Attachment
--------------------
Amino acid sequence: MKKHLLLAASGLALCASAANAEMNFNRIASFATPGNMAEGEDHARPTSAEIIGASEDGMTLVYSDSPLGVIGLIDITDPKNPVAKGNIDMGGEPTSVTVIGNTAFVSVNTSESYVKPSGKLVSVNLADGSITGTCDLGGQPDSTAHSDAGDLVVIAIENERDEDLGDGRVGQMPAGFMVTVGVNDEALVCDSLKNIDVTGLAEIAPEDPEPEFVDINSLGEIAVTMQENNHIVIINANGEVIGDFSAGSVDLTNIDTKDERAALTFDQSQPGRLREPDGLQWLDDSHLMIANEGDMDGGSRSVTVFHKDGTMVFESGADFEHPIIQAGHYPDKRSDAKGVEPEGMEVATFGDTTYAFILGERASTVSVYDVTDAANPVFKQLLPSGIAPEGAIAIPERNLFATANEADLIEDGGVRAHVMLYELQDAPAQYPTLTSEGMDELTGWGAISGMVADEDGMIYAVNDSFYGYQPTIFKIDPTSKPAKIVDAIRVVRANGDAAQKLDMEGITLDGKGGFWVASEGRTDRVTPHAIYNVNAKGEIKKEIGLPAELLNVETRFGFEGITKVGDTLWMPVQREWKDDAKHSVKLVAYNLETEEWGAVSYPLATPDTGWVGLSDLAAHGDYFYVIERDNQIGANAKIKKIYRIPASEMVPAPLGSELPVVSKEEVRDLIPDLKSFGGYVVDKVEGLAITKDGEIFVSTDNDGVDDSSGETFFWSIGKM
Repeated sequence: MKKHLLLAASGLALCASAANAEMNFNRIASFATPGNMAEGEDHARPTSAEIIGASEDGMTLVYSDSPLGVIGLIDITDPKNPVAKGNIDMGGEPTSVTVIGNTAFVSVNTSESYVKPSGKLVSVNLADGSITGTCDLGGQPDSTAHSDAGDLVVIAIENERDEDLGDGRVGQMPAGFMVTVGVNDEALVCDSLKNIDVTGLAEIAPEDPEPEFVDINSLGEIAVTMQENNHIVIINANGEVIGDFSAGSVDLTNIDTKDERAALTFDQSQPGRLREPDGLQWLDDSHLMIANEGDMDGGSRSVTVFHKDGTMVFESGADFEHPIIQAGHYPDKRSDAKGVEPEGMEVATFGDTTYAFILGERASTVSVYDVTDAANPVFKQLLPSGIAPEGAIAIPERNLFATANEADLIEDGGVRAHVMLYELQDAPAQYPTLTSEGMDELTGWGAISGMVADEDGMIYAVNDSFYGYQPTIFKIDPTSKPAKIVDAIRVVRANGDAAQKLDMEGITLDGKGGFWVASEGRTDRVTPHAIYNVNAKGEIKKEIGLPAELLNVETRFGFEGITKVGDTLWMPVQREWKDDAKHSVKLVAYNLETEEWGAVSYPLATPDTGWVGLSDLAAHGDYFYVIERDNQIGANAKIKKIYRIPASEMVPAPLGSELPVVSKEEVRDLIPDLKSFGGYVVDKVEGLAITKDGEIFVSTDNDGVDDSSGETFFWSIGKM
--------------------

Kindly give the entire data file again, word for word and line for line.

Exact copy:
Amino acid sequence: MKKHLLLAASGLALCASAANAEMNFNRIASFATPGNMAEGEDHARPTSAEIIGASEDGMTLVYSDSPLGVIGLIDITDPKNPVAKGNIDMGGEPTSVTVIGNTAFVSVNTSESYVKPSGKLVSVNLADGSITGTCDLGGQPDSTAHSDAGDLVVIAIENERDEDLGDGRVGQMPAGFMVTVGVNDEALVCDSLKNIDVTGLAEIAPEDPEPEFVDINSLGEIAVTMQENNHIVIINANGEVIGDFSAGSVDLTNIDTKDERAALTFDQSQPGRLREPDGLQWLDDSHLMIANEGDMDGGSRSVTVFHKDGTMVFESGADFEHPIIQAGHYPDKRSDAKGVEPEGMEVATFGDTTYAFILGERASTVSVYDVTDAANPVFKQLLPSGIAPEGAIAIPERNLFATANEADLIEDGGVRAHVMLYELQDAPAQYPTLTSEGMDELTGWGAISGMVADEDGMIYAVNDSFYGYQPTIFKIDPTSKPAKIVDAIRVVRANGDAAQKLDMEGITLDGKGGFWVASEGRTDRVTPHAIYNVNAKGEIKKEIGLPAELLNVETRFGFEGITKVGDTLWMPVQREWKDDAKHSVKLVAYNLETEEWGAVSYPLATPDTGWVGLSDLAAHGDYFYVIERDNQIGANAKIKKIYRIPASEMVPAPLGSELPVVSKEEVRDLIPDLKSFGGYVVDKVEGLAITKDGEIFVSTDNDGVDDSSGETFFWSIGKM
Repeated sequence: MKKHLLLAASGLALCASAANAEMNFNRIASFATPGNMAEGEDHARPTSAEIIGASEDGMTLVYSDSPLGVIGLIDITDPKNPVAKGNIDMGGEPTSVTVIGNTAFVSVNTSESYVKPSGKLVSVNLADGSITGTCDLGGQPDSTAHSDAGDLVVIAIENERDEDLGDGRVGQMPAGFMVTVGVNDEALVCDSLKNIDVTGLAEIAPEDPEPEFVDINSLGEIAVTMQENNHIVIINANGEVIGDFSAGSVDLTNIDTKDERAALTFDQSQPGRLREPDGLQWLDDSHLMIANEGDMDGGSRSVTVFHKDGTMVFESGADFEHPIIQAGHYPDKRSDAKGVEPEGMEVATFGDTTYAFILGERASTVSVYDVTDAANPVFKQLLPSGIAPEGAIAIPERNLFATANEADLIEDGGVRAHVMLYELQDAPAQYPTLTSEGMDELTGWGAISGMVADEDGMIYAVNDSFYGYQPTIFKIDPTSKPAKIVDAIRVVRANGDAAQKLDMEGITLDGKGGFWVASEGRTDRVTPHAIYNVNAKGEIKKEIGLPAELLNVETRFGFEGITKVGDTLWMPVQREWKDDAKHSVKLVAYNLETEEWGAVSYPLATPDTGWVGLSDLAAHGDYFYVIERDNQIGANAKIKKIYRIPASEMVPAPLGSELPVVSKEEVRDLIPDLKSFGGYVVDKVEGLAITKDGEIFVSTDNDGVDDSSGETFFWSIGKM